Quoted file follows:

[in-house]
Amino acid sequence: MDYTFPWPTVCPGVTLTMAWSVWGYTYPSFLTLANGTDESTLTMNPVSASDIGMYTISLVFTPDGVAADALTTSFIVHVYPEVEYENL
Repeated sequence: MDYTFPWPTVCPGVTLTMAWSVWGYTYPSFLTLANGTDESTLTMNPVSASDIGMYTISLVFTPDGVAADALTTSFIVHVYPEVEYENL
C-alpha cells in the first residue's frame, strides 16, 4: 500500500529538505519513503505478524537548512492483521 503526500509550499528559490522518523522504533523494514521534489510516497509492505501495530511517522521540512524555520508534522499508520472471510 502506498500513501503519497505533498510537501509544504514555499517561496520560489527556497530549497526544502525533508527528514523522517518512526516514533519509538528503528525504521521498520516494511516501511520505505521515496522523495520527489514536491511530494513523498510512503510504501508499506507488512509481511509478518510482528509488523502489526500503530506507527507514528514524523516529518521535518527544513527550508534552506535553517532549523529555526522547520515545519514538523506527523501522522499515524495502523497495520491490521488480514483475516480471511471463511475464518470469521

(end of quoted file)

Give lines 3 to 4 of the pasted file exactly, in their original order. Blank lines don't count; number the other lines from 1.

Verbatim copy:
Repeated sequence: MDYTFPWPTVCPGVTLTMAWSVWGYTYPSFLTLANGTDESTLTMNPVSASDIGMYTISLVFTPDGVAADALTTSFIVHVYPEVEYENL
C-alpha cells in the first residue's frame, strides 16, 4: 500500500529538505519513503505478524537548512492483521 503526500509550499528559490522518523522504533523494514521534489510516497509492505501495530511517522521540512524555520508534522499508520472471510 502506498500513501503519497505533498510537501509544504514555499517561496520560489527556497530549497526544502525533508527528514523522517518512526516514533519509538528503528525504521521498520516494511516501511520505505521515496522523495520527489514536491511530494513523498510512503510504501508499506507488512509481511509478518510482528509488523502489526500503530506507527507514528514524523516529518521535518527544513527550508534552506535553517532549523529555526522547520515545519514538523506527523501522522499515524495502523497495520491490521488480514483475516480471511471463511475464518470469521